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Iran's Central bank governor defends foreign exchange policy

Tehran, Feb 3, IRNA -- Governor of Central Bank of Iran (CBI) Mohsen Nourbakhsh defended the bank's policy of selling dlrs 14 billion of hard currency in Dubai currency markets.

The Persian daily Iran quoted him in its Monday edition as saying that contrary to what has been said Iran's hard currency exchange balance is stable.

"I should say that since my tenure as the governor of Central Bank, all economic indices have been released regularly each quarter showing the latest monetary and hard currency situation of the country," Nourbakhsh said.

He also rejected the views that the parity rate of exchange of rls 8,000 per dollar is too high, adding, "If the rate were to drop, some would complain that the rate is too low."

Recently, the previous Labor and Social Affairs Minister and candidate for president in the sixth and seventh presidential elections Ahmad Tavakoli, in an open letter to President Khatami, had slammed as 'crime' the selling of hard currency in the Dubai and other countries' currency markets 'ostensibly to cover the budget deficit'.

"Although the policy has been in shrouded in secrecy denying the experts and public to be properly informed, reliable sources have said that over dlrs 12 to dlrs 14 billion have been wasted in this manner, seven billion dollars of it in the currant Iranian Year," Tavakoli said.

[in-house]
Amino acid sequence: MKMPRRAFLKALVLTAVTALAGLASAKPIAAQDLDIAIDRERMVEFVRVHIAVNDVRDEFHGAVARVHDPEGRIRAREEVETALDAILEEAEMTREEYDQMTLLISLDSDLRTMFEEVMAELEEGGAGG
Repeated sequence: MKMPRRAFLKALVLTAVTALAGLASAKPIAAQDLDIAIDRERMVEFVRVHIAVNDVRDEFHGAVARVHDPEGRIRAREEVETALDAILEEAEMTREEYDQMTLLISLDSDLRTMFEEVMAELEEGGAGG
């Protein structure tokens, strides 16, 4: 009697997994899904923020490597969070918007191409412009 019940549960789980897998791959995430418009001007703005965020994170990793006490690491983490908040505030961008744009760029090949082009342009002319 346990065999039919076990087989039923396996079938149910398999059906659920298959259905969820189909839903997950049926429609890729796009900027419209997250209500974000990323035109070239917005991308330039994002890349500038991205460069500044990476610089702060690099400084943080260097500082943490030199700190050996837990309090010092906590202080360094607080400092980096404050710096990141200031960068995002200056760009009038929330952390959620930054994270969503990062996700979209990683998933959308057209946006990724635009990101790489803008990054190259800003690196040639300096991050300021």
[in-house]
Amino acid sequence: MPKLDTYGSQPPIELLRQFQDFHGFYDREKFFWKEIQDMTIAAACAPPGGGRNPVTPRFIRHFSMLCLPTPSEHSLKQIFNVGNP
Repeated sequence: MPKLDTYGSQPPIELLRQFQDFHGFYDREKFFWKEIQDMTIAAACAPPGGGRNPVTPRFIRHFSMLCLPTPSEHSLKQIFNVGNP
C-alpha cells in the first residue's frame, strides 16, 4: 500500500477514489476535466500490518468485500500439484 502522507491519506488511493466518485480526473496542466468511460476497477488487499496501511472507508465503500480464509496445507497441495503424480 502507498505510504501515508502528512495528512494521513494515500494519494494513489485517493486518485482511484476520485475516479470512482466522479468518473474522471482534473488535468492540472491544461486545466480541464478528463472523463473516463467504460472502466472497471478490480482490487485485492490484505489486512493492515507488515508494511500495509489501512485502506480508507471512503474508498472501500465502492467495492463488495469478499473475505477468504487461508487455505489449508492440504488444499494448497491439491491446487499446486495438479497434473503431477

The daily Iran quoted Nourbakhsh as countering that 'there is no mention of dlrs 14 billion in the balance of payments account and the source of the figure has to be verified'.

Meanwhile, Nourbakhsh said here last week that the government has asked for an increase in the hard currency ceiling for the next Iranian year to pay off its foreign debts and continue implementing its single parity forex rate mechanism.

Under the bill, the forex ceiling for next Iranian calendar year of 1382 (to start March 21, 2003), would increase to dlrs 15.3 billion from dlrs 11.5 billion and government would also be allowed to withdraw dlrs 2.5 billion from the Forex Reserve Fund to pay off debts and prevent any rise in government's debts to the Central Bank of Iran due to enforcement of the single parity rate system.

Nourbakhsh said that the government's monetary and forex policies next year would be based on sustained forex parity rate policy, using Forex Reserve Fund's resources to grant facilities to the private sector and increase investment.

Fearing a budget deficit next year, government has put forward the bill for amendment to Article 60 of the Third Five-Year Economic Development Plan's (2000-2005) law, which bars any withdrawal from the Fund unless there are ample good reasons, namely using the fund for compensation of deficit in budget caused by slump non-oil export revenues and falling oil revenues.

It is believed that oil revenue targeted for next Iranian calendar year would hardly be met due to likely market fluctuations, triggered by international developments. They even cast doubt on tax earnings.

The Surplus Forex Reserve Fund was formed in April 2000 to prevent likely fluctuations in oil revenue and prevent adverse impact of the phenomenon on annual budgets.

The government had been permitted twice already to withdraw from the said Fund. The first permission, which was given six months after the formation of the Fund, authorized the government to withdraw dlrs 1.25 billion for payment of bonus to the retired, fight drought and accomplish semi-implemented projects.

For the second time in the year 2002, government was allowed to withdraw dlrs 2.1 billion for making up deficit in general budget and dlrs 2.5 billion more for payment of overdue debts.

... Payvand News - 2/4/03 ... --

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